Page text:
Many schools are not in a position to rebuild or build anew. Renovations however are not uncommon. No matter where you are in the process, we think Frances Wilson’s* guest blog on the relationship of architecture and learning will be of interest.
Designing the most effective curriculum in schools is extremely important - but what about the design of the rooms we learn in? K-12 are incredibly formative years for children, and plenty of research has been done confirming that architecture has a significant effect on our well-being. What, then, about architecture’s affect on how we learn?
This is something that both teachers and architects are now looking at. One example, is the Khan Lab School. This is a school where teachers are already seeing the benefits of more thoughtful design of educational spaces.
What separates the Khan Lab School from others? Unique zones instead of traditional classrooms--i.e. ‘classrooms’ that are not tied to a specific subject matter or teacher. Lead architect, Danish Kurani, explains that “each of these ‘zones’ supports a different mode of working or learning. So, there’s a Chat Lab for when the learning is happening through discussion, dialogue, presentation, and interpersonal exchange; an Ideate Lab for brainstorming; a Make Lab for designing, building, prototyping; and a variety of other specialty areas. Given how frequently schools change curriculum and personnel, this classroom model makes sense for the future of education. For now, all we can bet on is that students will continue learning through dialogue, brainstorming, making, presenting.”
“The amount of light and the ability to increase collaboration in the space has enhanced the students’ overall learning experience.” -Megan Burns, STEM Specialist
The space also features interactive walls and displays including a ‘passion project gallery’, writable walls, public question boards and a welcome wall. Seating areas are flexible and allow for peer collaboration in smaller café style seating arrangements. A library nook is a quiet place to read and reflect. Phone booths are enclosed spaces to encourage communication with experts and mentors through videoconference.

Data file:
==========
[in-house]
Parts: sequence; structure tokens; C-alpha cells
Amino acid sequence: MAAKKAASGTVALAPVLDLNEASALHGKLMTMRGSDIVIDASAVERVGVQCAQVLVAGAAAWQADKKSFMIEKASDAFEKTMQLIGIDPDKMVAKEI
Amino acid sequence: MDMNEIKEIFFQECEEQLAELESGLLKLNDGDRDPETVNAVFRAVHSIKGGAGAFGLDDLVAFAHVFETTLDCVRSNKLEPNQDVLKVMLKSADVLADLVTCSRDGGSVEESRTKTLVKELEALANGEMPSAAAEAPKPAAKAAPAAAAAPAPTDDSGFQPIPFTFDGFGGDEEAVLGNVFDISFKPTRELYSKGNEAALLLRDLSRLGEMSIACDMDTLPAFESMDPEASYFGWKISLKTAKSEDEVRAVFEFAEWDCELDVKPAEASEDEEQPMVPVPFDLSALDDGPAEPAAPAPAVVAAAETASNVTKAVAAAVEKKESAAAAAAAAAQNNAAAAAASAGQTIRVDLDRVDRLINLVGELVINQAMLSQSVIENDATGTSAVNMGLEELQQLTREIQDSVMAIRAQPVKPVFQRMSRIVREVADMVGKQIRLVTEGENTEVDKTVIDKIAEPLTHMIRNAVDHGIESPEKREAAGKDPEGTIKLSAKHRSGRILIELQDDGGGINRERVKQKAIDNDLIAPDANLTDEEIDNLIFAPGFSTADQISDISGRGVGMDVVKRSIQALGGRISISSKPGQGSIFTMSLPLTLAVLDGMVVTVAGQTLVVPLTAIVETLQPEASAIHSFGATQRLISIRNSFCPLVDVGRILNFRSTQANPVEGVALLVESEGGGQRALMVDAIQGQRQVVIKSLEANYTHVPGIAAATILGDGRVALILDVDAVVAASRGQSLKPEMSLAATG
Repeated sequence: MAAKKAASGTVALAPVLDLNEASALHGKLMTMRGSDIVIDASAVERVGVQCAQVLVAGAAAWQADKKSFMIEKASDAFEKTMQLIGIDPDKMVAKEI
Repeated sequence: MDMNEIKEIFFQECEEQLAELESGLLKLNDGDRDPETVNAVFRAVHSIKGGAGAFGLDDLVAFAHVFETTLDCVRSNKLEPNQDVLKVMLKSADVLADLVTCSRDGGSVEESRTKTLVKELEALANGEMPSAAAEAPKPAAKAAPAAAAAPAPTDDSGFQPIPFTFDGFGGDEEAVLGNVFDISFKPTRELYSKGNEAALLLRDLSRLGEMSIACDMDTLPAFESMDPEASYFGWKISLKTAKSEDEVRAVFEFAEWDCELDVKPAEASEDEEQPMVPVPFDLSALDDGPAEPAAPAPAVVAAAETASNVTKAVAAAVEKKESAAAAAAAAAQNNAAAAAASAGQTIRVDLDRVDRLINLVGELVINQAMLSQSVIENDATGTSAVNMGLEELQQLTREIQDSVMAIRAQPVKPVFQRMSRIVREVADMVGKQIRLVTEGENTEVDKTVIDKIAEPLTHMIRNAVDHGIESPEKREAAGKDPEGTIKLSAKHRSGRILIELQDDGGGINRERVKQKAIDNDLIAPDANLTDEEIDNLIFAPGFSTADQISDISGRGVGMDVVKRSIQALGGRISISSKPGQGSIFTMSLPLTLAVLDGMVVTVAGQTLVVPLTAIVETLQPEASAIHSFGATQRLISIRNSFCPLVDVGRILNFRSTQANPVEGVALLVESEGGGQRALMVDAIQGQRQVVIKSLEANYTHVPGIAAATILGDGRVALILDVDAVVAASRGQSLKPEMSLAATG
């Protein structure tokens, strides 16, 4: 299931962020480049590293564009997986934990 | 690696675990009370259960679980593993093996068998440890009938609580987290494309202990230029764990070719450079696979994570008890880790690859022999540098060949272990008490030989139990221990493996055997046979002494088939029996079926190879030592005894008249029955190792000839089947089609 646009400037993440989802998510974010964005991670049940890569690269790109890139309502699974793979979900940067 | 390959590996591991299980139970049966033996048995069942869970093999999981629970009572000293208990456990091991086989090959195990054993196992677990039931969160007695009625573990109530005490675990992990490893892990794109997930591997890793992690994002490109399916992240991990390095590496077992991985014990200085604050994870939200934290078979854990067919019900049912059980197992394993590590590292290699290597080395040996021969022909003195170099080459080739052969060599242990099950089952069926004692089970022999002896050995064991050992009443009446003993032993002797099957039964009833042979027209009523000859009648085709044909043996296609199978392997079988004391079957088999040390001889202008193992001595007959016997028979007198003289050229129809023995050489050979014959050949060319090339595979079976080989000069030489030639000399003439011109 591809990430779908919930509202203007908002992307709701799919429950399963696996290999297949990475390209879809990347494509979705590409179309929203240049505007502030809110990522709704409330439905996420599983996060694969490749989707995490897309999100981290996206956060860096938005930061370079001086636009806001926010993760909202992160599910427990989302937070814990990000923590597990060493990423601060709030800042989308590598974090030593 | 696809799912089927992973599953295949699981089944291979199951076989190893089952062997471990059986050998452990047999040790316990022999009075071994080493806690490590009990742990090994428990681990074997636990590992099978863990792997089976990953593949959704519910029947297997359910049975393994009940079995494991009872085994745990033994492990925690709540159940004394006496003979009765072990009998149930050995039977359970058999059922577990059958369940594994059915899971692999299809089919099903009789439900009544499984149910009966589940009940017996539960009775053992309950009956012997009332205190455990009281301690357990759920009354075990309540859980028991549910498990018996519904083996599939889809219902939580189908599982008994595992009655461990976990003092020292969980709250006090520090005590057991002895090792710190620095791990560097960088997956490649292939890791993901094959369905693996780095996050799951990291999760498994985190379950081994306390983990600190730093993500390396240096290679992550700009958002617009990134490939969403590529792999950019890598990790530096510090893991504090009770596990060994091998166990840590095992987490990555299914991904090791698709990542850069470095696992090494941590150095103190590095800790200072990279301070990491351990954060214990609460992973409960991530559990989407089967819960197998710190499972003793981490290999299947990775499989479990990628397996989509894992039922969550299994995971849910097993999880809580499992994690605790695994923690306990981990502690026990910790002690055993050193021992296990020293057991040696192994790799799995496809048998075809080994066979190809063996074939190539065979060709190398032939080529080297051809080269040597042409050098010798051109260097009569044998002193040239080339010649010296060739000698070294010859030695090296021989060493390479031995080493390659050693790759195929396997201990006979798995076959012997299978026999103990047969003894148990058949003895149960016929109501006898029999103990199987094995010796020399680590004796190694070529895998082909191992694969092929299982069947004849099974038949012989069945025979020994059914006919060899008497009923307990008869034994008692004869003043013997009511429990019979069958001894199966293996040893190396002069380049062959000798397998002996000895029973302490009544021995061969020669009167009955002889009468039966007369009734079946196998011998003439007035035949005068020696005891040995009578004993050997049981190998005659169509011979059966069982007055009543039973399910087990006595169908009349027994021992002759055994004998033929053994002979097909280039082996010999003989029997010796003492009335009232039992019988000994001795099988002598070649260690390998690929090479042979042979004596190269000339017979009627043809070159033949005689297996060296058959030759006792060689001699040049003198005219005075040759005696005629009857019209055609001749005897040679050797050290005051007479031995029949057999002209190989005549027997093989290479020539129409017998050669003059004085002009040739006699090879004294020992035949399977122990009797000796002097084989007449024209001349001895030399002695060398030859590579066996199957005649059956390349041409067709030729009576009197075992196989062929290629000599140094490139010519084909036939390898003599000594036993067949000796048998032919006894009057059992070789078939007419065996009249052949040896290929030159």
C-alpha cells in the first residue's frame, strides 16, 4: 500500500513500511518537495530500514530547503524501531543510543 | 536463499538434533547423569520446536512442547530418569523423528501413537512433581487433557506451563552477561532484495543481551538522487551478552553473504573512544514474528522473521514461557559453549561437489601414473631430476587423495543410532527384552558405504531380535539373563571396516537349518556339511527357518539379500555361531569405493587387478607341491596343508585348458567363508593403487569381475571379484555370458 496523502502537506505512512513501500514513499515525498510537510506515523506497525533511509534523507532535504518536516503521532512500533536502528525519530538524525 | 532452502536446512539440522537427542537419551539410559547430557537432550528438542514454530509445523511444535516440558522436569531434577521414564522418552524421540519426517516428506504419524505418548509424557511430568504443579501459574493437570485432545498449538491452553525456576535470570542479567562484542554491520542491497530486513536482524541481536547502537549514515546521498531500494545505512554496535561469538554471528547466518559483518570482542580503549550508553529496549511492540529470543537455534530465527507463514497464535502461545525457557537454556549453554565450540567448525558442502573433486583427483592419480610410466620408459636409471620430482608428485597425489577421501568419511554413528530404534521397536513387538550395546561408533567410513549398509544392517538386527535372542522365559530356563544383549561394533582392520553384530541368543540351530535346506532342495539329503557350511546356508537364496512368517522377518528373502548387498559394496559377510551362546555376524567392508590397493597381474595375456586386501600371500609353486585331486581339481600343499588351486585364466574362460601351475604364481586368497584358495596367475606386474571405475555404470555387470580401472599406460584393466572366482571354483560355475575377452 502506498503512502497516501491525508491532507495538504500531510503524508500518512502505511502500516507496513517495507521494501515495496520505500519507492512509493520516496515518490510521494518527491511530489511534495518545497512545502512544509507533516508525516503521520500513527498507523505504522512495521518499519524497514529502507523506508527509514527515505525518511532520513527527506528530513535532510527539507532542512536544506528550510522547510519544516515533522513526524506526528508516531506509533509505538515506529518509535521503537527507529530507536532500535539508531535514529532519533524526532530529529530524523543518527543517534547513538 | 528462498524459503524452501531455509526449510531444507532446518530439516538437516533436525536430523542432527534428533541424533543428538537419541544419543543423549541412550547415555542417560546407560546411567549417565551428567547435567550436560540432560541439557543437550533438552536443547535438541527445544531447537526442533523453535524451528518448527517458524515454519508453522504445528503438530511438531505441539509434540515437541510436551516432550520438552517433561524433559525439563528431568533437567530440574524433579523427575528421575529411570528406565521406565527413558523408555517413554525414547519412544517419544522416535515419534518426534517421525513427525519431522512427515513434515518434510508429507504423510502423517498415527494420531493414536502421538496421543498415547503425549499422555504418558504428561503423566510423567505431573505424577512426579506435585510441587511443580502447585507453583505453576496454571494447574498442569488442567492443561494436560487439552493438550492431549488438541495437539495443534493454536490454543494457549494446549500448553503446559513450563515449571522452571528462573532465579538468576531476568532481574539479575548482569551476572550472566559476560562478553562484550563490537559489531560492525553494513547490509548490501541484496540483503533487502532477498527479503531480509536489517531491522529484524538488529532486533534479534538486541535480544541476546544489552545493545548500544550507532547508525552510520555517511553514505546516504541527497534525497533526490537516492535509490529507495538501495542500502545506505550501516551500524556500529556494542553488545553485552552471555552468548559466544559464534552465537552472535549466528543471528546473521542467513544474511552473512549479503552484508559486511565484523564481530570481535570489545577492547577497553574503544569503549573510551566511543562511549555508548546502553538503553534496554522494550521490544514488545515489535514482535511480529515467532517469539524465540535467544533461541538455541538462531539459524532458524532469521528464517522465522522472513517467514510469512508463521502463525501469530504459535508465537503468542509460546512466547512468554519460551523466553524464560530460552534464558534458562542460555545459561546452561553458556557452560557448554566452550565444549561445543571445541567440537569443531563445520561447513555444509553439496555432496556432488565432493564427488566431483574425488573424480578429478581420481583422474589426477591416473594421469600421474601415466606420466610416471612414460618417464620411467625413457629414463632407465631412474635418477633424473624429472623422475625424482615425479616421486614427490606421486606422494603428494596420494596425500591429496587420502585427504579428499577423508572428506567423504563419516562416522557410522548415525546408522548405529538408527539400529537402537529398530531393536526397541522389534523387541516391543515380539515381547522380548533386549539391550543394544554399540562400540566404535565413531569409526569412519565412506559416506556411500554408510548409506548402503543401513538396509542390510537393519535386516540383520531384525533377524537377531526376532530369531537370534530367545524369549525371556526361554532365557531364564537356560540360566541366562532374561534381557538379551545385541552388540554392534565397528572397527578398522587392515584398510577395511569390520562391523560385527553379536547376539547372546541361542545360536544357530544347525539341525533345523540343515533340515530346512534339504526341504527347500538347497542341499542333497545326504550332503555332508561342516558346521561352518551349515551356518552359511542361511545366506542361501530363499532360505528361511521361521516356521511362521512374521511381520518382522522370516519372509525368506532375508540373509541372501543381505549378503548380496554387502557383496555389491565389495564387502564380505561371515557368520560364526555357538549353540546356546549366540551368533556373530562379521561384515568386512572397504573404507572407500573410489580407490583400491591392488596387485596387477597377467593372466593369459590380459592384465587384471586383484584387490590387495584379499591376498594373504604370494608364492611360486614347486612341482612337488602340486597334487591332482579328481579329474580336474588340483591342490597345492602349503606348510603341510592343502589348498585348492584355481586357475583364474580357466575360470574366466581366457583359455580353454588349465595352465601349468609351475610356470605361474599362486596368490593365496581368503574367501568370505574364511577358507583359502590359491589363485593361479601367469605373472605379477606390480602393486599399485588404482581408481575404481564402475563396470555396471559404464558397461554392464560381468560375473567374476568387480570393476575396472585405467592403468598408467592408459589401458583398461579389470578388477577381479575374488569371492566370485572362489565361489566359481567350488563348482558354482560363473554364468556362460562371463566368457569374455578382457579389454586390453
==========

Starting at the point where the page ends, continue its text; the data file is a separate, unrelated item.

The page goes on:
“Due to the transitional nature of the space, students are forced to address different aspects of community. Being able to work around and with other humans in a common space is a valuable life skill that is highly relevant to adult life. Overall, the advantage of the learning space design is twofold. One, the space provides several different options for how it can be used. Two, transitional and open workspaces align with 21st century workplace norms."-Dustin Pierce, Math Specialist
Many of today’s schools in the U.S. were built 50-60 years ago. These buildings weren’t designed for change - they’re very static places. This has become a big problem for the U.S. since education looks very different today and continues to evolve, as it should. Educators are constantly developing newer and better ways to teach. Yet they’re stuck in obsolete spaces that prevent them from giving students the best learning experience.
The Khan Lab School is not a design template, but rather a design process template. What’s unique about this approach to school design is its adaptability and commitment to bringing teachers and students into the design planning and process. It’s also not about making everything the most ‘hi-tech,’ but rather useable and adaptable to tomorrow’s discoveries. Every school designed in this way will look different, but underlining each will be a shared understanding of how space can enhance learning.
When teachers, students and architects collaborate, our environments begin to reflect the values and priorities of those who occupy the space. As Winston Churchill said, “We shape our buildings and afterwards, our buildings shape us.”
* Frances Wilson is a freelance writer who also works at Professional Women in Construction, a nonprofit headquartered in New York City.
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Images provided by Kurani
The opinions expressed in Leadership 360 are strictly those of the author(s) and do not reflect the opinions or endorsement of Editorial Projects in Education, or any of its publications.